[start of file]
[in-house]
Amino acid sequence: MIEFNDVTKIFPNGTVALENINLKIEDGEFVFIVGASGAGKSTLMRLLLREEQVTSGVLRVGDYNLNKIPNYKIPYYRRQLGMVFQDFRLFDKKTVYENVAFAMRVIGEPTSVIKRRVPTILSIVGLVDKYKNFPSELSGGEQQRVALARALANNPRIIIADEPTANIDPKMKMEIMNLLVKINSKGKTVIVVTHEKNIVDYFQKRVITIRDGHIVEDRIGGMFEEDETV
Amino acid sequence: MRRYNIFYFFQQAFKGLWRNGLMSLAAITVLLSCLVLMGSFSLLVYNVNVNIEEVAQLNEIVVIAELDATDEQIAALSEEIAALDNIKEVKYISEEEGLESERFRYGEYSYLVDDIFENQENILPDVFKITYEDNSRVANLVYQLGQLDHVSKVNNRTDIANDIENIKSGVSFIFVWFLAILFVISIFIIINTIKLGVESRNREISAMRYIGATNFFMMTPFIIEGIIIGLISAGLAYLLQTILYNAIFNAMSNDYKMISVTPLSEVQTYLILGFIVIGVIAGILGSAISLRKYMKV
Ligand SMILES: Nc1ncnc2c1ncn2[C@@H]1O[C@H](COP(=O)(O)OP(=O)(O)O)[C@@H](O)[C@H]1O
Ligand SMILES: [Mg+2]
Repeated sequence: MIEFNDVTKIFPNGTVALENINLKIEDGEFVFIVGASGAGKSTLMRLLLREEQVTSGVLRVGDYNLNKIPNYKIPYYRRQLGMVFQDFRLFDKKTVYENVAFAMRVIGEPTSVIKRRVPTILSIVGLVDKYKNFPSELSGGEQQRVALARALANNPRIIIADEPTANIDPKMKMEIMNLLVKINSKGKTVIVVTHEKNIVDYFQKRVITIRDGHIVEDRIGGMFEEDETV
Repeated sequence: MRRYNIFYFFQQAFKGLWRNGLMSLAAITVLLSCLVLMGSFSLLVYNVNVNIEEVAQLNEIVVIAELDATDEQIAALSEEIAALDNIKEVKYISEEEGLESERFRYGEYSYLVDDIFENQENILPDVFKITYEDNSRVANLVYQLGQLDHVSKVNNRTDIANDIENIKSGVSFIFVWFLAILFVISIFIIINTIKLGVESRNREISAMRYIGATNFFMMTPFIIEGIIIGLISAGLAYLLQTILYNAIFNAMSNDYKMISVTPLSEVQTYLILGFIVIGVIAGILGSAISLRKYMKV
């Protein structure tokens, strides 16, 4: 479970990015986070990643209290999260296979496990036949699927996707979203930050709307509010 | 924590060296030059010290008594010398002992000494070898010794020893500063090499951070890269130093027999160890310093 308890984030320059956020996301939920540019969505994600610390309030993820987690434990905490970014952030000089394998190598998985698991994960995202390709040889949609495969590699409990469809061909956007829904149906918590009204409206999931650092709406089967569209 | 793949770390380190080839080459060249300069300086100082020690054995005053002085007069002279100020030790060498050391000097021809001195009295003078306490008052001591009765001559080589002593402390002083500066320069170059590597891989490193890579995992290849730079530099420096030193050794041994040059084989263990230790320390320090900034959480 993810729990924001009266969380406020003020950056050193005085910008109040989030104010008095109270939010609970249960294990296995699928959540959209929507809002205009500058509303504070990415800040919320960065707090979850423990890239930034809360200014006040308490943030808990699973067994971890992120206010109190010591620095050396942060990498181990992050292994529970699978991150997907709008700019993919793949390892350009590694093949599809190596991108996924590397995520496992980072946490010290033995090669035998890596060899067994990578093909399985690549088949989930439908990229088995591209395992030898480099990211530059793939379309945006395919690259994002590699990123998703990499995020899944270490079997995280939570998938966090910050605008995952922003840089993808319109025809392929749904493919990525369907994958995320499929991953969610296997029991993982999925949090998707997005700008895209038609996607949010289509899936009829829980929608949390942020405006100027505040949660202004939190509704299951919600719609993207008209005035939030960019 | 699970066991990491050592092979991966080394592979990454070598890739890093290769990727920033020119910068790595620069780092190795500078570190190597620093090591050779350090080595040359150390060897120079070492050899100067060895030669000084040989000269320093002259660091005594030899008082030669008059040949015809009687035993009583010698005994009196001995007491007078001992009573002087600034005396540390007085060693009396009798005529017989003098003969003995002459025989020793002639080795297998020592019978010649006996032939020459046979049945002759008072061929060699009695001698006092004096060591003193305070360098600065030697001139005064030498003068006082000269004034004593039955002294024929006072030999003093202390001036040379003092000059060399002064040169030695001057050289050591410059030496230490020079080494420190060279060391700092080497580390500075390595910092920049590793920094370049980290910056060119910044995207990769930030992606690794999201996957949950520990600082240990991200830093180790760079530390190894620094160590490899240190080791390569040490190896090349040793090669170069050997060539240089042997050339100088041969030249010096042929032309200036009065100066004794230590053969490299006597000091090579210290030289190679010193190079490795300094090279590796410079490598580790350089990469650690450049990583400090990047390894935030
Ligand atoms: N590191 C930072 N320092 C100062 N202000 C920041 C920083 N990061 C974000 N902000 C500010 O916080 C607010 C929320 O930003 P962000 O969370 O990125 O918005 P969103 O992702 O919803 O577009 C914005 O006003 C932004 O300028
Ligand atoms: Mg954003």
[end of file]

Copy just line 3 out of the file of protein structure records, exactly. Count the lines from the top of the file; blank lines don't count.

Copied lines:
Amino acid sequence: MRRYNIFYFFQQAFKGLWRNGLMSLAAITVLLSCLVLMGSFSLLVYNVNVNIEEVAQLNEIVVIAELDATDEQIAALSEEIAALDNIKEVKYISEEEGLESERFRYGEYSYLVDDIFENQENILPDVFKITYEDNSRVANLVYQLGQLDHVSKVNNRTDIANDIENIKSGVSFIFVWFLAILFVISIFIIINTIKLGVESRNREISAMRYIGATNFFMMTPFIIEGIIIGLISAGLAYLLQTILYNAIFNAMSNDYKMISVTPLSEVQTYLILGFIVIGVIAGILGSAISLRKYMKV